By Venkatachari Jagannathan
Chennai, Nov 5 (IANS) The countdown for the November 7 launch of the Indian rocket, Polar Satellite Launch Vehicle-C49 (PSLV-C49), carrying the country’s radar imaging satellite and nine other foreign satellites will begin on Friday.
“The 26-hour countdown for the rocket launch will start tomorrow (Friday) from the first launch pad. The rocket with 10 satellites is expected to lift off at 3 p.m. on November 7 from the Sriharikota rocket port,” a senior official told IANS.
The proposed launch will be the first space mission for the Indian Space Research Organisation (ISRO) in 2020.
The nine foreign satellites are from: Lithuania (1-technology demonstrator), Luxembourg (4 maritime application satellites by Kleos Space) and the US (4-Lemur multi mission remote sensing satellites).
However, the primary passenger of the 44.5 metre tall PSLV-C49 will be the Indian radar imaging satellite EOS-01 (formerly RISAT-2BR2) with synthetic aperture radar (SAR) that can shoot pictures in all weather conditions.
The satellite can take pictures day and night and will be useful for surveillance as well as civilian activities.
This time around, the ISRO will be using the PSLV rocket’s DL variant that will have two strap-on booster motors.
This rocket variant was used the first time to put into orbit Microsat R satellite on January 24, 2019.
The PSLV is a four stage/engine rocket powered by solid and liquid fuels alternatively with six booster motors strapped on to the first stage to give higher thrust during the initial flight moments.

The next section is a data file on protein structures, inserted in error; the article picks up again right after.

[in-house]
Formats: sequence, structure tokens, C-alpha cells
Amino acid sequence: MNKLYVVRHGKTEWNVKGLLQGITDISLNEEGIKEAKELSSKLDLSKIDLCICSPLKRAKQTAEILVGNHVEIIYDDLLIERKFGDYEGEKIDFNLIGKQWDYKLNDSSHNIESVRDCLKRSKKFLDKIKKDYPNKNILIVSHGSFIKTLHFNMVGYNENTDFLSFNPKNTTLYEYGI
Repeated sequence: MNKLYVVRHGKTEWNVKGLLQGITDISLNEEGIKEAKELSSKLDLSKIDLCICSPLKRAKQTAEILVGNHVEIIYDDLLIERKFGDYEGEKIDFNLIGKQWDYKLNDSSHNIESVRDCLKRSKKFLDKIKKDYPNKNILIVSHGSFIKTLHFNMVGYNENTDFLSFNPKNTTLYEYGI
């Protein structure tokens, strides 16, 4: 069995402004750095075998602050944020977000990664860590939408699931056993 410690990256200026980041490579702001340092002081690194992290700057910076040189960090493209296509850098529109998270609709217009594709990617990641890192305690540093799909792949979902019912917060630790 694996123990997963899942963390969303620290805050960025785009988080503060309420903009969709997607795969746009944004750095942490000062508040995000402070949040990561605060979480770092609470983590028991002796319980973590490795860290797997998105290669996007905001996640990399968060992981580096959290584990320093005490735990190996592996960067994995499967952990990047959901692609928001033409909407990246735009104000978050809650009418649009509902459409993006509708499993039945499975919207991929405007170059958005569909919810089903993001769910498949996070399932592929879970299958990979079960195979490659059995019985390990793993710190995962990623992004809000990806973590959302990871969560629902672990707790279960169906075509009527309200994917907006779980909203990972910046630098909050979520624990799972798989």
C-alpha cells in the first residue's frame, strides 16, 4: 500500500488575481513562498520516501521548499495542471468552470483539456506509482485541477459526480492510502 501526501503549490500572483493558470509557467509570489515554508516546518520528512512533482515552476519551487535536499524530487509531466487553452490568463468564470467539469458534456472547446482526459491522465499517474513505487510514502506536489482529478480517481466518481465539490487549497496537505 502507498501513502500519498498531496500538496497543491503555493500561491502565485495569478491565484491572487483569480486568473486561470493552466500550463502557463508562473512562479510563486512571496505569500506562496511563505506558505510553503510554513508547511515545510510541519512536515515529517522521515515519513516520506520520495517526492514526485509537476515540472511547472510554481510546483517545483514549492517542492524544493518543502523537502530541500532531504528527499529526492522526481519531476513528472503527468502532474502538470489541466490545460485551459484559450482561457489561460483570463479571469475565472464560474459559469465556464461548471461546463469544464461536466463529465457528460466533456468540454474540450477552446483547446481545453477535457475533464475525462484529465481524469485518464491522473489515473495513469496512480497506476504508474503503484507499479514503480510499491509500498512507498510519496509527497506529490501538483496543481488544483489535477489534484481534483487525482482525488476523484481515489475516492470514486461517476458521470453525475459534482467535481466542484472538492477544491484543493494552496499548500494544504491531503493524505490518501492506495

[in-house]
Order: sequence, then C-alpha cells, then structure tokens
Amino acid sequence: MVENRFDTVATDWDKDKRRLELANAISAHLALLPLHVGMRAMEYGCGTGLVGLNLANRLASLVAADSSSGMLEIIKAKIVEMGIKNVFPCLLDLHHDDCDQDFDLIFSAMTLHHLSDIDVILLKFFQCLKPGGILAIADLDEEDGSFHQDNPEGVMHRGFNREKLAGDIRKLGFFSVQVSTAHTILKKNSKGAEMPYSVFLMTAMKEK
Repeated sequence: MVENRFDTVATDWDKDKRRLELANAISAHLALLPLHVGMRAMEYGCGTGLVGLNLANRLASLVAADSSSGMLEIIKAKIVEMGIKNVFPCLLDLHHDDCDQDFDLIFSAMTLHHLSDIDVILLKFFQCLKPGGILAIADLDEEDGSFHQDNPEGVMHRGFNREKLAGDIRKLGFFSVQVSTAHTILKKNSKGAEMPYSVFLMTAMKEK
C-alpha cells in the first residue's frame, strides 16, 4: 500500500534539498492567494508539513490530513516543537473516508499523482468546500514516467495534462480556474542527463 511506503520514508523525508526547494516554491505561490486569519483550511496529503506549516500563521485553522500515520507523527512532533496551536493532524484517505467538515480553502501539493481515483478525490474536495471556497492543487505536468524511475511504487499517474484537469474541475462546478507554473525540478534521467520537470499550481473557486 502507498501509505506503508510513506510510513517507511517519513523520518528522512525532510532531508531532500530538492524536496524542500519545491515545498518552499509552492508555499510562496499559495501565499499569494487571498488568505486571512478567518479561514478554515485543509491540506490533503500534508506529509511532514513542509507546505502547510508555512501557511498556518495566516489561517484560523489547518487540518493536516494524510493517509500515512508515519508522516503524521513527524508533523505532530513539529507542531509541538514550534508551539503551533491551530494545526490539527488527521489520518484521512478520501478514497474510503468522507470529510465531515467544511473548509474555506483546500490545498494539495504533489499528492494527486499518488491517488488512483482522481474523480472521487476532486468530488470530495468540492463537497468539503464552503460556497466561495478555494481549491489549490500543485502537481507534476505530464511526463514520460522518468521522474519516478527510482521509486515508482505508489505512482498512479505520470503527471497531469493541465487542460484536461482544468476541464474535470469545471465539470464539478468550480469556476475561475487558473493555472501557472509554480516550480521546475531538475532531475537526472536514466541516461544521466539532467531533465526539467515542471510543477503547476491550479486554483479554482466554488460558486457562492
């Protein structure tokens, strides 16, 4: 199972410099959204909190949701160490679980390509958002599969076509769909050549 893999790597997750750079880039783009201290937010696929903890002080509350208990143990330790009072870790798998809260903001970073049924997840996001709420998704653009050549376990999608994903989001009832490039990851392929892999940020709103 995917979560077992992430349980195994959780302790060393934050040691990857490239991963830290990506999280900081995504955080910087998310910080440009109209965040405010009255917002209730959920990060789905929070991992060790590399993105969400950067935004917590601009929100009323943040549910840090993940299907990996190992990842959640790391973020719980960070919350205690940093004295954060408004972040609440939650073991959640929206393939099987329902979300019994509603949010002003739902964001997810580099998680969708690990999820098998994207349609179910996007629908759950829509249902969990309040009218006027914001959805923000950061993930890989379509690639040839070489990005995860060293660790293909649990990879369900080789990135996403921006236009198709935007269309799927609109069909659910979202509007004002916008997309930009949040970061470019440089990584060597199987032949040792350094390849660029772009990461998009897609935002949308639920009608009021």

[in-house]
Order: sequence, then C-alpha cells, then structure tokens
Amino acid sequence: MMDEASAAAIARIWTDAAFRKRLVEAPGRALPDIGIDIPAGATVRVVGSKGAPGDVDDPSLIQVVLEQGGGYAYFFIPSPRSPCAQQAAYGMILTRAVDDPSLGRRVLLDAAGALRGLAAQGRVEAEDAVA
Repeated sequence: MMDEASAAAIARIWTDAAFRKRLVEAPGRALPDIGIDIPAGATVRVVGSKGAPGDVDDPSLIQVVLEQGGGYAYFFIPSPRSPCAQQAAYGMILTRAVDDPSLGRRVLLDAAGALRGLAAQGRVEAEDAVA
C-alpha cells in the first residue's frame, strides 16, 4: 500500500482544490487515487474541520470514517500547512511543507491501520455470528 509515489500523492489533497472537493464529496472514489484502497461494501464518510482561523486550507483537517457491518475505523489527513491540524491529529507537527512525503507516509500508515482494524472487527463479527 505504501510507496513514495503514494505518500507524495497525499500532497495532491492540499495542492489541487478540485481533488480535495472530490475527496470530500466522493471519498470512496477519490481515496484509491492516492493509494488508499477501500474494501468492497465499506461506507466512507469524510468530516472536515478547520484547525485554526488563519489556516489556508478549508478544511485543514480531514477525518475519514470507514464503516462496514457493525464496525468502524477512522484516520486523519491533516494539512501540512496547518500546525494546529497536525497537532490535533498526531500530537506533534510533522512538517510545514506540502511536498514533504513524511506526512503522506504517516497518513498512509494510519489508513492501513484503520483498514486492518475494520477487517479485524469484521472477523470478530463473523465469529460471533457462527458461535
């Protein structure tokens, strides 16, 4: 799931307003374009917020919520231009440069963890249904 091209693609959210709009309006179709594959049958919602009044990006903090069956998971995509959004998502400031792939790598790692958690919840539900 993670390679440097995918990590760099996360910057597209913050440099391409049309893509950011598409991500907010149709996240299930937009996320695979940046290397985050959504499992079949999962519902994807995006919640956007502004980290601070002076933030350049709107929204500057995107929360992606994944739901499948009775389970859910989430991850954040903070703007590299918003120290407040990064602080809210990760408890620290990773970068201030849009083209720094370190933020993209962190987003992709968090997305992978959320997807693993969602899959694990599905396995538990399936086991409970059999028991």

S. Somanath, Director, Vikram Sarabhai Space Centre (VSSC), had told IANS earlier that three rockets were getting ready for the launch at the rocket port in Sriharikota — the Polar Satellite Launch Vehicle C49 (PSLV C49), PSLV C50 and Geosynchronous Satellite Launch Vehicle (GSLV).
After PSLV-C49, the next one to fly will be PSLV-C50 with the GSAT-12R satellite. It will fly from the second launch pad, he added.
“We are targeting PSLV-C50 sometime in December. It needs about 30 days to get ready for another launch after one launch,” Somanath had said.
The other Indian satellites that are ready for launch are GISAT, Microsat-2A and GSAT-12R.
The launch of the GISAT-1 satellite slated for March 5 this year was postponed due to technical reasons a day before the launch.
“The GISAT-1 satellite will be carried by a GSLV rocket. The GSLV rocket was dismantled after the launch was called off. The rocket is being refurbished. The rocket’s cryogenic engine has been brought down and it is being readied again,” Somanath had said.
According to him, the GSLV carrying GISAT-1 is expected to fly after PSLV C50.
Somanath also said that the ISRO has developed a Virtual Launch Control Centre to test the rocket systems at the rocket port in Sriharikota remotely from the Thiruvananthapuram-based VSSC.
“With Covid-19 pandemic prevailing, the Indian space agency in order to reduce the number of people travelling to Sriharikota, has developed a Virtual Launch Control Centre at VSSC. As a result, the testing of various rocket systems is being done at VSSC,” Somnath had told IANS.
The physical launch control centre is located in the building, housing the Mission Control Centre in Sriharikota and the systems there have been replicated at the VSSC in the form of a virtual launch control centre.
(Venkatachari Jagannathan can be contacted at [email protected])